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Offsetting the declining Honey Bee population.....

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posted on Jun, 2 2013 @ 02:54 PM
This is the most positive thread I have seen in awhile. Thank you so much for making it! Star and a flag for sure, because it's very educational. I'm glad your hives are doing better!
I always thought bees were really cute, though I always get really scared when one lands on me. I've never been stung, they just like to land on me? [I think, don't send fear, don't let it know you're scared or else...]
I've planted a lot of tomato plants, and other flowering plants to help these guys out. I live in a major city that likes to spray their plants will all sorts of crap. I figure if I could make an area where they can get clean pollen, it should at least help. Hopefully they will make a hive or something in one of my trees. I don't care to collect the honey, I just want them to reproduce!

I got my 22 oz raw local honey for 10.50 which doesn't seem bad at all when I see other people saying how much they got theirs for...

I can't get over how happy this thread makes me. I'm so thankful you're doing this,
Your dad is just so darn adorable I'm so happy he still does what he loves doing.

posted on Jun, 2 2013 @ 03:30 PM
I just have to say thanks to everyone for their comments, and I'm glad you liked the thread.

I'll be sure to let dad know he became famous!

But honestly, it gives him something to do, and he enjoys the hobby. I'm sure he'll appreciate your words of support!

posted on Jun, 2 2013 @ 07:57 PM
reply to post by Druid42

I hiked the "Holy Tom" Trail for the first time yesterday.
In 1870s, Tom and his cousins were bee keepers in Trabuco Canyon located in Orange County, CA.
Tom was a cus'n king of his bad was his cus'n that locals called him Holy Tom!!
And the legend stuck to him...prowdly we're told.

posted on Jun, 2 2013 @ 08:19 PM
Thanks Druid for such an educational post with pictures. It is so refreshing
to see a positive thread & especially in regards to something so crucial as the
Honey Bee! You & your Dad's en devour made me smile at your efforts on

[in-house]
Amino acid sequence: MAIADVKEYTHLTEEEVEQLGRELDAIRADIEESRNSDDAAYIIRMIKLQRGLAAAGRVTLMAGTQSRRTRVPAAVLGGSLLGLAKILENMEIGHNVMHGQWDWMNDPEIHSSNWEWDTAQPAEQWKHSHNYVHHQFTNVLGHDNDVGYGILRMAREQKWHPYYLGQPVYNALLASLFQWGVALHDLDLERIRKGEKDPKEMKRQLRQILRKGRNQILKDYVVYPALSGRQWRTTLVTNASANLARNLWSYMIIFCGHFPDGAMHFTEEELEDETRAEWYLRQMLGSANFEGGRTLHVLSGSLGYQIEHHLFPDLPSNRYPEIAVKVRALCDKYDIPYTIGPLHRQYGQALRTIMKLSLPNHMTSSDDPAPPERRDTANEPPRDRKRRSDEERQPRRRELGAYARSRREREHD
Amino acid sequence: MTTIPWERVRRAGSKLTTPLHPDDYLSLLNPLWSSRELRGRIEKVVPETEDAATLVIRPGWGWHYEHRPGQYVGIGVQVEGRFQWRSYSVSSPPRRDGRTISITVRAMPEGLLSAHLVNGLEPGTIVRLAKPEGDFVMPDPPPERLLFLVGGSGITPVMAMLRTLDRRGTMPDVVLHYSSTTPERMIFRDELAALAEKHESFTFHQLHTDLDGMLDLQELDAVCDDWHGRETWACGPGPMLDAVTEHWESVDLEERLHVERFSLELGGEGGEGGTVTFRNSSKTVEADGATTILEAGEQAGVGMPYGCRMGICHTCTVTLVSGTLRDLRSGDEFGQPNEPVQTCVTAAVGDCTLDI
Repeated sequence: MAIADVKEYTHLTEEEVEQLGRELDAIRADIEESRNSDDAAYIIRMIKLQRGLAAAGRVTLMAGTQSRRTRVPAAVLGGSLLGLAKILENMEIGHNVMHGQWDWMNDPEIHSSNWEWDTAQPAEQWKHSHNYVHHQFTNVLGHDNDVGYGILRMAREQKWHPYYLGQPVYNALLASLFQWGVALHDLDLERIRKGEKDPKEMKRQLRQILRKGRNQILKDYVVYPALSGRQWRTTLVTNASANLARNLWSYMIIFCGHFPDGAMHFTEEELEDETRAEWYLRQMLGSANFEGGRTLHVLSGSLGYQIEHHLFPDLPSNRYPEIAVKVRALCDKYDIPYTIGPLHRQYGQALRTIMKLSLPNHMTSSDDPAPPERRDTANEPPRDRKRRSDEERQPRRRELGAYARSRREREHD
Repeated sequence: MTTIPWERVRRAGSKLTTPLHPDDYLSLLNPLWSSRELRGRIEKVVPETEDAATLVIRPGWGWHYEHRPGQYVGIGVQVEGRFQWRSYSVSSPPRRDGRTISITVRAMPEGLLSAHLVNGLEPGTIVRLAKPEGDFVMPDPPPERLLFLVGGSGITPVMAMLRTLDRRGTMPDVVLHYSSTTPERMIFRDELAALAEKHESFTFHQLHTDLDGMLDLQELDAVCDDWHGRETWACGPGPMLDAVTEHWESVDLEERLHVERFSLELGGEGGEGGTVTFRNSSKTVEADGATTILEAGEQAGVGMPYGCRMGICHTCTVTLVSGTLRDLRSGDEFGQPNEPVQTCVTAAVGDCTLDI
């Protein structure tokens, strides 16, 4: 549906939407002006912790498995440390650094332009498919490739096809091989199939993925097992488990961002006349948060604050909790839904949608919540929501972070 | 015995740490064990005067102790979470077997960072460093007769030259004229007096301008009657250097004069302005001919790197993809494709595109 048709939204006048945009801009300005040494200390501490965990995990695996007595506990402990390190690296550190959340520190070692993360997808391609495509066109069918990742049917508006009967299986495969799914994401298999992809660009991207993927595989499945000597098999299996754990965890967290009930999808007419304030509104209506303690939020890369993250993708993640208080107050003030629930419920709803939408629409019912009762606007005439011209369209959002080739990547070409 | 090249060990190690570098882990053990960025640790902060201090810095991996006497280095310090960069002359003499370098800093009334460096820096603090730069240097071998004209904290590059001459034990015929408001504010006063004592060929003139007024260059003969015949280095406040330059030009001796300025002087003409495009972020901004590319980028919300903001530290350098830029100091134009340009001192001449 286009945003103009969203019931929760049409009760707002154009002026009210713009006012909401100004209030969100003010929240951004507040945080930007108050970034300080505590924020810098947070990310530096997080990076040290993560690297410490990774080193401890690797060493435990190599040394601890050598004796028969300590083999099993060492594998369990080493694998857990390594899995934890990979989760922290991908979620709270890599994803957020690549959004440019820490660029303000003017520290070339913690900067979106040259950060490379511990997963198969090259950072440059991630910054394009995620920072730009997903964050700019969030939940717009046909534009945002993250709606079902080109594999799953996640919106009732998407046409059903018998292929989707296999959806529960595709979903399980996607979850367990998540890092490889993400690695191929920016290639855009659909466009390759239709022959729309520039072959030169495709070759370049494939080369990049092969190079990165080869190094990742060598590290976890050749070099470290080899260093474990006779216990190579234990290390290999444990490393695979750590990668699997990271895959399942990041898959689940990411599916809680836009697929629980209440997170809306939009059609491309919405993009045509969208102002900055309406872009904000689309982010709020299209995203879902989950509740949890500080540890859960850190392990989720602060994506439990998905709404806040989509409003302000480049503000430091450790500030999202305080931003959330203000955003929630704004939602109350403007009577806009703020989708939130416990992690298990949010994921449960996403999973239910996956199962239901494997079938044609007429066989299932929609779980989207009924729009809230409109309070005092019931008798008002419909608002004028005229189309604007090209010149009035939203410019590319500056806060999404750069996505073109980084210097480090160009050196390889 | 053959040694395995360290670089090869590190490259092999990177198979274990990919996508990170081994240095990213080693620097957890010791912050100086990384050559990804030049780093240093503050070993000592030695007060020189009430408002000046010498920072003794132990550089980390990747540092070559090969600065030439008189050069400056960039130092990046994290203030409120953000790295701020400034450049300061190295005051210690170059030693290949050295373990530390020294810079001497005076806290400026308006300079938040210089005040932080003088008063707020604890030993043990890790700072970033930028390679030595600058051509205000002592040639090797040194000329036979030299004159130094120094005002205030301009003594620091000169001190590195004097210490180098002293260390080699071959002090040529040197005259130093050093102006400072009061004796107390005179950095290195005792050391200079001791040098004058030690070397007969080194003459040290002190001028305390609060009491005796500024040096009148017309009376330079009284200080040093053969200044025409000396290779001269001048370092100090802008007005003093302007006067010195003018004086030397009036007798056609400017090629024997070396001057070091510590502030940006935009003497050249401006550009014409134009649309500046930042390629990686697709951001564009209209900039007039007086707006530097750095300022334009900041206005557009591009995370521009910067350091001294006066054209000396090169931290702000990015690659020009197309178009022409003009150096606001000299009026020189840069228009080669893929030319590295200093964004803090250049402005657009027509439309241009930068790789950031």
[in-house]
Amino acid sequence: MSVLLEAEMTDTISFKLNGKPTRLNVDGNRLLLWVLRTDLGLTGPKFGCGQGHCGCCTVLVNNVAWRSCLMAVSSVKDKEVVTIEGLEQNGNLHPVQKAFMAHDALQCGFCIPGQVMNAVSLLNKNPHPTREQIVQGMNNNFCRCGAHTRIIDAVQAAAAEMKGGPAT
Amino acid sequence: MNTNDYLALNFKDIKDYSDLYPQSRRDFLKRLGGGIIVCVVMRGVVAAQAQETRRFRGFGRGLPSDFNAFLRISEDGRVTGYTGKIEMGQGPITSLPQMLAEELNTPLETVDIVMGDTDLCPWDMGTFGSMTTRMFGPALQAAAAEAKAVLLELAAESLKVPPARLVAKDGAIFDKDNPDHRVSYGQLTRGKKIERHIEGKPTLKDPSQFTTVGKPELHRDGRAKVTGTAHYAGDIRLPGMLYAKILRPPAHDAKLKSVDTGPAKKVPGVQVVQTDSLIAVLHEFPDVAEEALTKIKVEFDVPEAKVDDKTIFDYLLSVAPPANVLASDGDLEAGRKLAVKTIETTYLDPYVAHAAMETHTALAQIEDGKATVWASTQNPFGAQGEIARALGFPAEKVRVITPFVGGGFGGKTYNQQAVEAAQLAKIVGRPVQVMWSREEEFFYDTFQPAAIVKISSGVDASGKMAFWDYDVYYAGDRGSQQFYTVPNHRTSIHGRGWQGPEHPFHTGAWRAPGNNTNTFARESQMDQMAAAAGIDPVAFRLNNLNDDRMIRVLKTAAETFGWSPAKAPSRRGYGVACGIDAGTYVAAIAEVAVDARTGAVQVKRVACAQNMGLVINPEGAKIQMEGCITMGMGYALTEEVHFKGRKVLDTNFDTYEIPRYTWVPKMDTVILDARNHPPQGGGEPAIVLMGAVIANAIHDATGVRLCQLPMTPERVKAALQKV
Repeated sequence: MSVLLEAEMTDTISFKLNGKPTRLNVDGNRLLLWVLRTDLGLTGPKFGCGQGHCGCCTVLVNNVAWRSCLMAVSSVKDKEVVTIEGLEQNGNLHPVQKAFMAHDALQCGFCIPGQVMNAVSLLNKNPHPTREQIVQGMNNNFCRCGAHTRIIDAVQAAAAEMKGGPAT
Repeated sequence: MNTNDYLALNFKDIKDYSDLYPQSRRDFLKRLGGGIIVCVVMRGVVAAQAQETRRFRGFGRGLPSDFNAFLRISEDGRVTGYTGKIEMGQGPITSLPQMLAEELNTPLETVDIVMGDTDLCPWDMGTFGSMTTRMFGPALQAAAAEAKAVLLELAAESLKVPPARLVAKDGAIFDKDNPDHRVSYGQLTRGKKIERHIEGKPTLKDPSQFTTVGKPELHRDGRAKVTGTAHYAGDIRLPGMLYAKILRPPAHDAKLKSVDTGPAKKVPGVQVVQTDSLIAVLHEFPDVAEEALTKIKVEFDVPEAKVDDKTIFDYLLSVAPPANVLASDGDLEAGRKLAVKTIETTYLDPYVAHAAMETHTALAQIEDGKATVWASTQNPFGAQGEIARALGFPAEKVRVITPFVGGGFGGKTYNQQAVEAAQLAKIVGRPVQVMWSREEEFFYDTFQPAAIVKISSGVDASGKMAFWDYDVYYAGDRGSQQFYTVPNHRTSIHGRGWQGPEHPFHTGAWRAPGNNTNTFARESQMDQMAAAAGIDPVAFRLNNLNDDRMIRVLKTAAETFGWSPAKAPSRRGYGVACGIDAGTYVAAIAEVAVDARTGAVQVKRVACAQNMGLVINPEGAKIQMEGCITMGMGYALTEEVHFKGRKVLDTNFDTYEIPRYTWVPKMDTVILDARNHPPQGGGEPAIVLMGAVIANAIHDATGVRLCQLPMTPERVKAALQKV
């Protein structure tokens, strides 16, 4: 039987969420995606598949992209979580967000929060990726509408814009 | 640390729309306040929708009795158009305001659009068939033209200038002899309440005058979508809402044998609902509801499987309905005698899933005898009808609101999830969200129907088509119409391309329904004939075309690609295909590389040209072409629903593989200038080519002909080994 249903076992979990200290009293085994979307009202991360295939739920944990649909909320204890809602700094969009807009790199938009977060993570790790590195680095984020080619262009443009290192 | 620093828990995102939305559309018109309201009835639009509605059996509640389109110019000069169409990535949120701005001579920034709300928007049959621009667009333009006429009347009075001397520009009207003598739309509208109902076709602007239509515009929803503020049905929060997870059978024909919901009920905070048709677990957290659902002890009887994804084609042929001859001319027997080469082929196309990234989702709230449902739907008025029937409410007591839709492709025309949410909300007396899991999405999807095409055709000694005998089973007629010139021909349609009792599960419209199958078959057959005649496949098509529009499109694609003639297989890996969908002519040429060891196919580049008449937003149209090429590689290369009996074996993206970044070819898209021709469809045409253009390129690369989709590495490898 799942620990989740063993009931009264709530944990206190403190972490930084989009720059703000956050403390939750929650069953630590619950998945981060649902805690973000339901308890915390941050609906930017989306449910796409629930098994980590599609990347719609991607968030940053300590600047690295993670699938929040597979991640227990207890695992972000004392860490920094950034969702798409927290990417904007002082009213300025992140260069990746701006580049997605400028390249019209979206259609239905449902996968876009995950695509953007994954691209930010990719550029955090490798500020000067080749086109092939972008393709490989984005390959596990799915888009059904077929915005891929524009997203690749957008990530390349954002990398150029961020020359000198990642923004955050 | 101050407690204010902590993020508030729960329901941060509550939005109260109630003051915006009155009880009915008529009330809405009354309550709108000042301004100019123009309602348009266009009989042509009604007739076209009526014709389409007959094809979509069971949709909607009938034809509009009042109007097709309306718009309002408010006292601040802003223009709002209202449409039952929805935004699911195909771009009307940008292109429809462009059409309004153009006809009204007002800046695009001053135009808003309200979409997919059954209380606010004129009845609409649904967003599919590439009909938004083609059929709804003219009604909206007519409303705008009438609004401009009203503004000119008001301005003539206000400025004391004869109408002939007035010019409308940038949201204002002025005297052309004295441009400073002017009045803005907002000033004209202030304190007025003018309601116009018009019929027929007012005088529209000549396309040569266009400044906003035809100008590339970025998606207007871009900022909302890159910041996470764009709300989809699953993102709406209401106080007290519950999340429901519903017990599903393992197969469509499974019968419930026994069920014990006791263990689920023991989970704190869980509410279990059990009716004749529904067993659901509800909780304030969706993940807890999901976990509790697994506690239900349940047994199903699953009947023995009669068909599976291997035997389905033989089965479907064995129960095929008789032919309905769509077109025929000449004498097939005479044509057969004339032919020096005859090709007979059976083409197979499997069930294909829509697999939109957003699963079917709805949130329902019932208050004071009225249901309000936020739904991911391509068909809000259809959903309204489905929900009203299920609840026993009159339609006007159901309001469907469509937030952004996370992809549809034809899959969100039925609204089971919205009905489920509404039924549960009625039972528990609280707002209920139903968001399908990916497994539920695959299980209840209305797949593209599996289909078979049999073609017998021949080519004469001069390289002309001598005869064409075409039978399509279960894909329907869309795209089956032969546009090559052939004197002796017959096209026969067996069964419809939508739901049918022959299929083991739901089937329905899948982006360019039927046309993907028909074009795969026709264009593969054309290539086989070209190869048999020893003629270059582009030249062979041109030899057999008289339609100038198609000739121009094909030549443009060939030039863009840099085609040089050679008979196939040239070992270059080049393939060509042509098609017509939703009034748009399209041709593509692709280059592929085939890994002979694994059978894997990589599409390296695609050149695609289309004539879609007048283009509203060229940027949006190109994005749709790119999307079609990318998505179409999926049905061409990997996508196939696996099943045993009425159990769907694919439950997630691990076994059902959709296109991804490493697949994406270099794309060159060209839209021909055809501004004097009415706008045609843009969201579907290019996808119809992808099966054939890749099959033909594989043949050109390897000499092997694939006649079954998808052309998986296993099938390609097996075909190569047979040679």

safely containing the hive & transporting it to it's permanent location.
Good on You!


posted on Jun, 2 2013 @ 08:36 PM
Cool thread. I know honey bees have been almost completely eradicated on the UK mainland since the introduction of European bees, but I know there are keepers on the western Islands of Scotland and also in places such as Limerick, Ireland, keeping their colonies 100% black bees as they are / were native to here originally, and they make the best honey. If the European bees were to mix with them they would be killed off.

I don't know if you've seen this BBC docu. "Who killed the honeybee?". well here it is.

posted on Jun, 2 2013 @ 08:49 PM
reply to post by Ramcheck

I'll be watching that in my freetime. Hour long show, so I'll want to be free to sit a spell.

Thanks for the vid!

posted on Jun, 2 2013 @ 09:07 PM
Wow, this bee issue seems to be a big one. It is scary, because we need the bees to pollinate. I guess there are a lot of things that could affect them - pesticides, GMOs, and I hadn't thought of the strange weather patterns brought on by global warming.

posted on Jun, 2 2013 @ 09:56 PM
reply to post by darkbake

There are MANY things that affect the bees, as well as the whole eco-system. It's a delicate balance. Very.

However, it is very encouraging to seeing awareness increasing. Corporations can only profit so much before the environment is destroyed.

posted on Jun, 2 2013 @ 10:56 PM
Thanks for posting this very interesting thread. Really enjoyed seeing the pictures of how you were able to capture all the bees. I have only seen two or three bees in the last several years here in the Nashville, Tennessee area. We DID however, find a really great honey maker named Ed out in Gallaton. Super nice fellow. 82 years old and swears his long, healthy life is attributed to the natural honey he and his bees create. He eats Honey everyday. I'm hooked on honey, honey =)

posted on Jun, 2 2013 @ 11:16 PM
reply to post by ladytamatha

I'll link this thread that talks about the honey conspiracy.

Honey has many benefits, too many to mention here. It's all natural, and what nature intended. Pretty much every thing we need to survive is provided by nature.

posted on Jun, 3 2013 @ 12:57 AM
I commend you and your fathers efforts sir. You have come to the rescue & gave this precious hive a good home.

posted on Jun, 3 2013 @ 01:05 AM
reply to post by Druid42

Awesome stuff!

Well done

I would really love to get into bee-keeping at some point. Right now, we don't really have the room for it and i'd like to have a lot of land to be able to do it properly.

It's very interesting and great that the bees are reproducing too vigorously! So often we hear about bees dying, it's great to hear about bees being born and making a comeback even if it is just a localized one.


posted on Jun, 3 2013 @ 06:37 AM
Leave them alone, let them live in wild. I'ts the only way to help them survive. Don't give them damn sugar instead of honey you steal from them every year. No wonder they are ill eaiting sucrose in your slavery, you would be too.

Human and especially beekeepers are bees' nightmare!
edit on 3/6/2013 by PapagiorgioCZ because: (no reason given)

posted on Jun, 3 2013 @ 08:06 AM